There is mounting evidence that the vast majority of home buyers prefer a green home and are willing to pay more for it.
When Dodge Data & Analytics conducted their green home study back in 2015, green home technologies were nowhere near as prevalent and popular as they are today. But even back then the writing was on the wall: Home buyers prefer green homes. In Dodge’s study, 69% of home builders and 78% of remodelers reported that their customers were willing to pay more for a home that featured green technologies—especially if the technologies also made the home healthier—with a whopping 80% of home buyers willing to pay more for improved air quality and other health related improvements.
Fast forward to research in 2018 conducted by Build It Green and funded by PG&E, to find that green features added a mean premium of over $26,000 (2.19%) to the sold price of homes in the study. This research adds to a growing body of findings nationwide that tie green home improvements to an increase in ROI.
“We already know that consumers prefer greener homes because they save money, conserve resources, and provide greater comfort and health benefits,” says Karin Burns, Executive Director of the nonprofit Build It Green. “Now we can add one more benefit to that list—greater resale value.”
As awareness, availability and affordability of these technologies increase over the next decade, green home technologies are expected to boost real estate values by millions (if not billions) of dollars. In addition to boosting home prices, green home technologies also provide home builders and home owners with tax breaks and other benefits from federal, state and local government entities.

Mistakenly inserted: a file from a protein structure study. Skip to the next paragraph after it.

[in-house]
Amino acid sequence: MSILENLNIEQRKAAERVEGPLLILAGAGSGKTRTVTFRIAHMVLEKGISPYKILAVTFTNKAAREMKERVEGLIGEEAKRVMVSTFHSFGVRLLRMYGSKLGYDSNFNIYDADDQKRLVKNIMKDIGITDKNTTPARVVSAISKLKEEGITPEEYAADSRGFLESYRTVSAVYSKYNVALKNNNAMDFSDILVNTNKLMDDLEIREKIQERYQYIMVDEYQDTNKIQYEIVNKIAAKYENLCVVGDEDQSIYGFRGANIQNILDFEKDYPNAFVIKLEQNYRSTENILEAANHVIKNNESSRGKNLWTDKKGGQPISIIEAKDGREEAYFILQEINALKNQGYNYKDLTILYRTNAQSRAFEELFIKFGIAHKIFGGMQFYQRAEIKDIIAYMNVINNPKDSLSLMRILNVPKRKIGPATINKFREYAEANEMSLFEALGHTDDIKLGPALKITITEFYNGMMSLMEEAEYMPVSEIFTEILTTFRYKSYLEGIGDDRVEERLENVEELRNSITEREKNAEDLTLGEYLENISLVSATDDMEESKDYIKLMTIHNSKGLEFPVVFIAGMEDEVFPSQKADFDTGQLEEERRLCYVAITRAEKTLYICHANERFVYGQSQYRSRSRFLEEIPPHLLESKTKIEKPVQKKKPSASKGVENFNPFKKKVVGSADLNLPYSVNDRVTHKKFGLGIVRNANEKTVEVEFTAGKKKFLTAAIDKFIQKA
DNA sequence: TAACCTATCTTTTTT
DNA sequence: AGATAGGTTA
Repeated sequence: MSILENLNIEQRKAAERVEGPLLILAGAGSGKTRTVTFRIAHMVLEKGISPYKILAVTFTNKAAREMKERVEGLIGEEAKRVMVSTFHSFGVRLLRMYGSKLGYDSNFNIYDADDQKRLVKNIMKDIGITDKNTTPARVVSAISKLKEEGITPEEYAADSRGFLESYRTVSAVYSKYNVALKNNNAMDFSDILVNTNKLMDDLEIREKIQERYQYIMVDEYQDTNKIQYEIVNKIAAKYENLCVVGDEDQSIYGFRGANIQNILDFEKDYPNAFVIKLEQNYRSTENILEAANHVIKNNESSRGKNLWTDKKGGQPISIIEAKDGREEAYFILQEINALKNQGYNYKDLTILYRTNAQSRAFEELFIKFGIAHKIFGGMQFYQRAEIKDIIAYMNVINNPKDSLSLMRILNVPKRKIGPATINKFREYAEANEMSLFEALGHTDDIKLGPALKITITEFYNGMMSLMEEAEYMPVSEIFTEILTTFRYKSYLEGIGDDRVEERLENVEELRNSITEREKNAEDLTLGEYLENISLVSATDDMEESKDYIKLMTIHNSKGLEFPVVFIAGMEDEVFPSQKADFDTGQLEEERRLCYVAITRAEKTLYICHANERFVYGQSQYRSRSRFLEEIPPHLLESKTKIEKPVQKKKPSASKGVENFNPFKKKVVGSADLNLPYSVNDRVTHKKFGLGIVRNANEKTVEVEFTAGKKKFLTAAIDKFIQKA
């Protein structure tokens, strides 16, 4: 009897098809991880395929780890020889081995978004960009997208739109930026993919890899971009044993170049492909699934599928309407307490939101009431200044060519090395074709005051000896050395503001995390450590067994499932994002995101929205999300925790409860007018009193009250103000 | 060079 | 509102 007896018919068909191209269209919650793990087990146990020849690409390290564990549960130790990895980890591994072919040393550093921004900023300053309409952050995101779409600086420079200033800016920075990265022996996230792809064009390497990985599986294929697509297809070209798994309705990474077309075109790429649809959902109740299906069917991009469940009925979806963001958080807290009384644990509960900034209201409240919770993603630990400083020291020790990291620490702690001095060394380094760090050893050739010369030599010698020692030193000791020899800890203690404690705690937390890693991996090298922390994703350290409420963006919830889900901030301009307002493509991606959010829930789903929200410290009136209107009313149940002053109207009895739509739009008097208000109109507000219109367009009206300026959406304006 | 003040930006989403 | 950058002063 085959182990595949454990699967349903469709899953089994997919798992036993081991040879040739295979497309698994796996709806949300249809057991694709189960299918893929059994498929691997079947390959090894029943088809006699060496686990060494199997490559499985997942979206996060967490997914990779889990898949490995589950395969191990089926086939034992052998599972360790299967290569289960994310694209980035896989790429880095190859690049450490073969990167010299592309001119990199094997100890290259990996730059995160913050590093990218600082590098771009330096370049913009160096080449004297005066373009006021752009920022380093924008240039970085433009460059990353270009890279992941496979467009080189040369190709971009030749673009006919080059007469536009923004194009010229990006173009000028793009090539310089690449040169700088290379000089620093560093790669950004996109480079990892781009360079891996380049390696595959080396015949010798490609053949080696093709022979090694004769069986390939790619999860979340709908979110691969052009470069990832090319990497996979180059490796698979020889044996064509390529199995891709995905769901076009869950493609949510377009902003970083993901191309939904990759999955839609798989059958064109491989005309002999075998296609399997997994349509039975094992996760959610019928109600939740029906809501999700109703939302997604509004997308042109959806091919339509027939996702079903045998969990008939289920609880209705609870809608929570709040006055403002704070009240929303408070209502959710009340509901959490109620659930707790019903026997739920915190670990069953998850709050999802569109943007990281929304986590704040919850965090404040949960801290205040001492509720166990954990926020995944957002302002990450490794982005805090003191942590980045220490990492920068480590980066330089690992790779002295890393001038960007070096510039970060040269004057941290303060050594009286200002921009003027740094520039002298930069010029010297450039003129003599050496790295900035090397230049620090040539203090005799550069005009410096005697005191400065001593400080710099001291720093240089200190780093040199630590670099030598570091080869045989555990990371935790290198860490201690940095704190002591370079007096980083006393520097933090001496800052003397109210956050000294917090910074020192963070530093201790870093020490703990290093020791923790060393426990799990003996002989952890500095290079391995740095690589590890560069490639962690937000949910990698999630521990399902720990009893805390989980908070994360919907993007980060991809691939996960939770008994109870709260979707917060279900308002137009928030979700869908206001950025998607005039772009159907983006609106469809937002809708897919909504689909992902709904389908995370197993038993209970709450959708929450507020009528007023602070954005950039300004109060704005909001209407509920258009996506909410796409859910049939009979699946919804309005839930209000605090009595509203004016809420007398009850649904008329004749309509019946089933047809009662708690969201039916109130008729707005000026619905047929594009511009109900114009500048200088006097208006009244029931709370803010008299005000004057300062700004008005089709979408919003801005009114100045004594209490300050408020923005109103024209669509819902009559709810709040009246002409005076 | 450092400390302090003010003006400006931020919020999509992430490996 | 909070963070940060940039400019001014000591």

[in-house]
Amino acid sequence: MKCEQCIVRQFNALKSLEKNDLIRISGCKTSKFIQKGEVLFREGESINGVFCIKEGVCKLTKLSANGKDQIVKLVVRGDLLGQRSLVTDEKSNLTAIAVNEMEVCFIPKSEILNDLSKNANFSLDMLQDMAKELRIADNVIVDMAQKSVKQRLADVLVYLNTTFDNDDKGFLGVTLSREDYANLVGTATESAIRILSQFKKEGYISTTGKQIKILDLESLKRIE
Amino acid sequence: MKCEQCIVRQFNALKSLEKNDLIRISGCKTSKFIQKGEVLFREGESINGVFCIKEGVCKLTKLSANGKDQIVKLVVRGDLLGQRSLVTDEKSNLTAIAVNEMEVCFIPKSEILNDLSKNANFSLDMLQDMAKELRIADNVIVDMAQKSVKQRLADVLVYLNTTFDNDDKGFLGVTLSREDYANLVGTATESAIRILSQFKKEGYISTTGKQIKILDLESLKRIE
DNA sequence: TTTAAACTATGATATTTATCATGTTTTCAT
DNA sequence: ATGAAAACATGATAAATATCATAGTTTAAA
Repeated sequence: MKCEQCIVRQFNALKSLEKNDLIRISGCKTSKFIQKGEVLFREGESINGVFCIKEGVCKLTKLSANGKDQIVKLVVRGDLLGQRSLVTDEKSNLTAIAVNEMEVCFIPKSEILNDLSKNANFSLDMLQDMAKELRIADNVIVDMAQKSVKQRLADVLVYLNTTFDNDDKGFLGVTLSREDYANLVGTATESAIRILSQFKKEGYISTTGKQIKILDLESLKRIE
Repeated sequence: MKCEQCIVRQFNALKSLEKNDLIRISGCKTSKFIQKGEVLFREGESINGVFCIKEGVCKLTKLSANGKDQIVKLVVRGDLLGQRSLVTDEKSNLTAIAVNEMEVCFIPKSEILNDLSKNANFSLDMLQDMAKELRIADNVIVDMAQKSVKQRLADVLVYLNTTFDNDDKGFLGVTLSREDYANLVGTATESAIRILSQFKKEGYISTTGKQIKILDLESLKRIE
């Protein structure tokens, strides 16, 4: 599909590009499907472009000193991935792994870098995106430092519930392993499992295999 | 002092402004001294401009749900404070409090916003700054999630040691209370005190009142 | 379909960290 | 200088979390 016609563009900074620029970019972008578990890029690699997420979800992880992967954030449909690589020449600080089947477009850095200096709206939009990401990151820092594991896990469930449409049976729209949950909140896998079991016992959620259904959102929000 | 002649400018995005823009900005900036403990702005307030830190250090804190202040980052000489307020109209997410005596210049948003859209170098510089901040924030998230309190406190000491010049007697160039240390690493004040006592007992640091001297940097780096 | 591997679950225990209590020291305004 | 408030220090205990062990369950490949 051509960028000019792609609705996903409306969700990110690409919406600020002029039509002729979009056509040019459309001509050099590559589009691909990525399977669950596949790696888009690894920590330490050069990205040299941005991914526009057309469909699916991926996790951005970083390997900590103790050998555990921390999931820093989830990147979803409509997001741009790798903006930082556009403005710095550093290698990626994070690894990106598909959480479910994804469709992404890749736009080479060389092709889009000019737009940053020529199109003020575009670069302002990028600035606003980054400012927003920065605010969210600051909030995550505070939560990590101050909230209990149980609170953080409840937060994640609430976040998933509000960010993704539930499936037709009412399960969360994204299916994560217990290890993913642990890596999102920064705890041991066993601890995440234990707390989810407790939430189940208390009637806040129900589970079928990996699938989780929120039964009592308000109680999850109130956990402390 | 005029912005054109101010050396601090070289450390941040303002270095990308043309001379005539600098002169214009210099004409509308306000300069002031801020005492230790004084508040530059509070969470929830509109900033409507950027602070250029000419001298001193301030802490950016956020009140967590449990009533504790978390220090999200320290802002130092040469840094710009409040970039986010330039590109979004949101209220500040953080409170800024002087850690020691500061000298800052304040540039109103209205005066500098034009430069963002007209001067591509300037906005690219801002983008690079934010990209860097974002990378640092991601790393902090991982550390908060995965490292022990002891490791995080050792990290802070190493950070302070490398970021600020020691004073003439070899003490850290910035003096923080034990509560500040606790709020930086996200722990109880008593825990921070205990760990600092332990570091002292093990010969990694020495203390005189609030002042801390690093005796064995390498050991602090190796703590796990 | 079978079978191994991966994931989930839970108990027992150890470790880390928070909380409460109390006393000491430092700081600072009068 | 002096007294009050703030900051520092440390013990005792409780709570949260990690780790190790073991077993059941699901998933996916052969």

What are green home technologies?
Generally speaking, a green home technology is any feature in a new or renovated home that conserves natural resources, produces an alternative source of energy, or otherwise works to conserve energy, diminish waste, and improve the environment.
Green-aware real estate investors can capitalize on home buyers’ interest in these technologies by incorporating into their construction plans features that conserve energy and provide other desirable green home benefits. For example, a green-aware real estate investor might purchase an older home, update the insulation and HVAC with the intention of making it more energy efficient, install solar panels and design water-conserving landscaping, then re-list the improved home, emphasizing the new green home technologies to buyers. This scenario can be a win-win-win for the investor, the buyer and the environment.
Why should real estate investors care about green technologies?
From a purely altruistic perspective, real estate investors can have a positive impact on the environment by including green technologies in their projects. According to Credit Suisse, more than half of the world’s natural resources are consumed by the real estate sector in some way, and more than 40% of that is for cooling, lighting and ventilating buildings. By incorporating green home technologies into their investment projects, real estate investors can lower this outsized drain on energy and resources.
From a purely profit-centered perspective, environmentally responsible features are increasingly important to home buyers. With a strategic plan that balances the cost of green features against their impact on ARV, the more green you put into your real estate investments, the more green you could see in your ROI.